Federal $4.2 million grant will increase STEM experiences at Dalton State College

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A Dalton State College student views plant samples in a microscope during a botany lab prior to the COVID-19 pandemic. A federal $4.2 million grant will increase STEM (science, technology, engineering and math) experiences at Dalton State.

 

STEM students at Dalton State College will soon have more opportunities to participate in hands-on learning such as internships and undergraduate research thanks to a $4.2 million federal grant.

Dalton State was awarded the Title III STEM (science, technology, engineering and math) grant from the Department of Education due to its status as a Hispanic-Serving Institution, a federal designation given to colleges where at least 25% of the student population is Hispanic. Dalton State is currently at 34%.

“As Georgia’s first and only Hispanic-Serving Institution, we are in a unique position to bring together diverse ideas to improve our society and economy while also enriching human interaction and learning on campus,” said Margaret Venable, president of Dalton State. “We know different perspectives lead to more innovation and sustainable solutions for our most challenging problems. Everyone benefits when we can engage with each other. This grant will provide us with more resources that will directly impact our students.”

Resources and services will be expanded to help all students, especially those who are part of underserved populations, such as low-income students, Hispanic students and first-generation students.

“The grant allows us to implement a comprehensive plan designed to help students achieve their full potential,” said Jodi Johnson, vice president for Student Affairs and Enrollment Management. “The focus of our plan is on STEM education. We will be creating a centralized STEM internship program, a peer mentorship program and expanding research opportunities for our students in addition to increasing services for students facing hardships.”

The grant will fund a position for a STEM mentor and experiential learning coordinator, who will organize internship opportunities, as well as provide professional development and career coaching. A peer-to-peer mentorship program will also be created to provide students with additional support.

The grant will also fund a new position responsible for working directly with students in need to make sure they have access to the resources they need to succeed. That person will be responsible for connecting students with healthcare providers, state or federal benefits, food pantries, alternative housing, tutoring, counseling or disability access.

“Students cannot focus on classes if they are worried about where their next meal is coming from or healthcare,” Johnson said. “This position allows us to better connect our students with resources that could make the difference in finishing their degree.”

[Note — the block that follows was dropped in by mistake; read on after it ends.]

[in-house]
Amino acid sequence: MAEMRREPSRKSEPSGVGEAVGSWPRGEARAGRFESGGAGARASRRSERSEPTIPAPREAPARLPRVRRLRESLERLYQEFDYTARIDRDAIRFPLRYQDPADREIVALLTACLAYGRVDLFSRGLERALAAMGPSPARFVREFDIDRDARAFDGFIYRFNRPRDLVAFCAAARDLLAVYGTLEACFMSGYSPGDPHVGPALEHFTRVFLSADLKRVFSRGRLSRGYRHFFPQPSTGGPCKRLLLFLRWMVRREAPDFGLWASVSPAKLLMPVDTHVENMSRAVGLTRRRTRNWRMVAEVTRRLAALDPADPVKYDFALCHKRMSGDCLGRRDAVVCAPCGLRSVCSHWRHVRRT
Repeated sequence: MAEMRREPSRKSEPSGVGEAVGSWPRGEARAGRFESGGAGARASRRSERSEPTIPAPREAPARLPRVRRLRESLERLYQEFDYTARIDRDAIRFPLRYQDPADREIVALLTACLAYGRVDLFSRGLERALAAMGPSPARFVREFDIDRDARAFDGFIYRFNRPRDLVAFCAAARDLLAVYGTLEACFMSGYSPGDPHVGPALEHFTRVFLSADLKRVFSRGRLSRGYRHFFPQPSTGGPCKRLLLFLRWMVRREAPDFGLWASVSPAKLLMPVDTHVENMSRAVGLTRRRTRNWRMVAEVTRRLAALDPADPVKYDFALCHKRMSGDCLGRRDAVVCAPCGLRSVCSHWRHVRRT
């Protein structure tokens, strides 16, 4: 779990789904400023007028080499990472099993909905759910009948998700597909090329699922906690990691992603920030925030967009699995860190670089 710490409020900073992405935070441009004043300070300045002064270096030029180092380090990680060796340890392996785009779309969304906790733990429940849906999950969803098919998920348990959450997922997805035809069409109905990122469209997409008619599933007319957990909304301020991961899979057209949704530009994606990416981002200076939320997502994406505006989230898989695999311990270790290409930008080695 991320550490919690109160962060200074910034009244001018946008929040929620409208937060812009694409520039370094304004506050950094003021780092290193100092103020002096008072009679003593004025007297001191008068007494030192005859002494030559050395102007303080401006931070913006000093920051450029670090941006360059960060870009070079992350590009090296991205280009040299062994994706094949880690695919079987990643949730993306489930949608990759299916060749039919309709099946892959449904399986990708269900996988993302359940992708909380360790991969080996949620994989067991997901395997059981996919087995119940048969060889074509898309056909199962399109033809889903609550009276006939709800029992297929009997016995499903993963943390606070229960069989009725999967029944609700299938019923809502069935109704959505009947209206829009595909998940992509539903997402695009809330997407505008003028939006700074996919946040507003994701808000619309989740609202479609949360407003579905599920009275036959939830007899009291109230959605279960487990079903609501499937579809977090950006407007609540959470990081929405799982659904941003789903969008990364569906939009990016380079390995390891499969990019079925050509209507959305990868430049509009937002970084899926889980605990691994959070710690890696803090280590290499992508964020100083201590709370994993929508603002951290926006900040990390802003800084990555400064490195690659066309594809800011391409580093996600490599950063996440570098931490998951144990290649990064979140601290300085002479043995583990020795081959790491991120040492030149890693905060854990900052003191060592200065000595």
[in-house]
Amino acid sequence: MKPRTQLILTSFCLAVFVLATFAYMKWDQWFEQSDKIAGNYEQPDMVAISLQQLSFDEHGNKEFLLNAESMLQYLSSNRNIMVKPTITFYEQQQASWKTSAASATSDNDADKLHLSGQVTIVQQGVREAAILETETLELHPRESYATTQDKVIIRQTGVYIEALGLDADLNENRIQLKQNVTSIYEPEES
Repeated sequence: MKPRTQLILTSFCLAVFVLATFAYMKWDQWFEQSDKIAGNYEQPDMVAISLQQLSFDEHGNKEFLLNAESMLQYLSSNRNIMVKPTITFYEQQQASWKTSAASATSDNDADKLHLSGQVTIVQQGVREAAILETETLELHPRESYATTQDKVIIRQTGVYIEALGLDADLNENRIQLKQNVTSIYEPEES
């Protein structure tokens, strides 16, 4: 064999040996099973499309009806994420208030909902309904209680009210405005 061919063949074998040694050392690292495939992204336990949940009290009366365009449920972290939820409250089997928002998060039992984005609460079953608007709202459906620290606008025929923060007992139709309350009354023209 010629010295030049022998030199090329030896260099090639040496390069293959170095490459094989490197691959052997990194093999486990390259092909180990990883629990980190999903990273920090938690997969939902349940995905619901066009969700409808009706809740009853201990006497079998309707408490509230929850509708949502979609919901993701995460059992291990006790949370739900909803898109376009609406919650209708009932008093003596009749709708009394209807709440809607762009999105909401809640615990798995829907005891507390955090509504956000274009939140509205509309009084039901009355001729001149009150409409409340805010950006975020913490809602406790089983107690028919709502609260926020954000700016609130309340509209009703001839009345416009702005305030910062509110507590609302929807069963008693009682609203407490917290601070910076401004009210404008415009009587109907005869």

The grant creates a stipend for faculty who oversee undergraduate research projects and for the students conducting the research.

“A major focus of this grant is to help us increase research opportunities for our students,” said Randall Griffus, dean of the School of Arts and Sciences. “One barrier we see that prevents some students from participating in undergraduate research is finances. Many of our students must work. Receiving a stipend would give them that extra assistance so they don’t have to work or can work fewer hours.”

Additional laboratory equipment will be purchased, and next year the Turtle Assurance Colony will receive a second greenhouse. The new greenhouse will be for endangered turtles who thrive in a temperate climate; the current greenhouse is for turtles that need a tropical climate.

“We want every student to have an opportunity to participate in an internship and/or a research project,” Griffus said. “Anytime students do so, it enhances their applications for jobs, graduate school or professional school.

"Furthermore, they have an opportunity to experience firsthand how classroom theory applies to the real world. They can see what industry jobs look like and how scientists conduct research. It’s a unique educational experience in addition to their time in the classroom. We also know these experiences increase the chance a student will finish their degree.”

Undergraduate research has led Dalton State students to land prestigious internships and jobs as scientists in the field, at zoos, aquariums and more.

The grant will also fund two faculty positions, one in biology and one in chemistry, as well as a dual enrollment coordinator.

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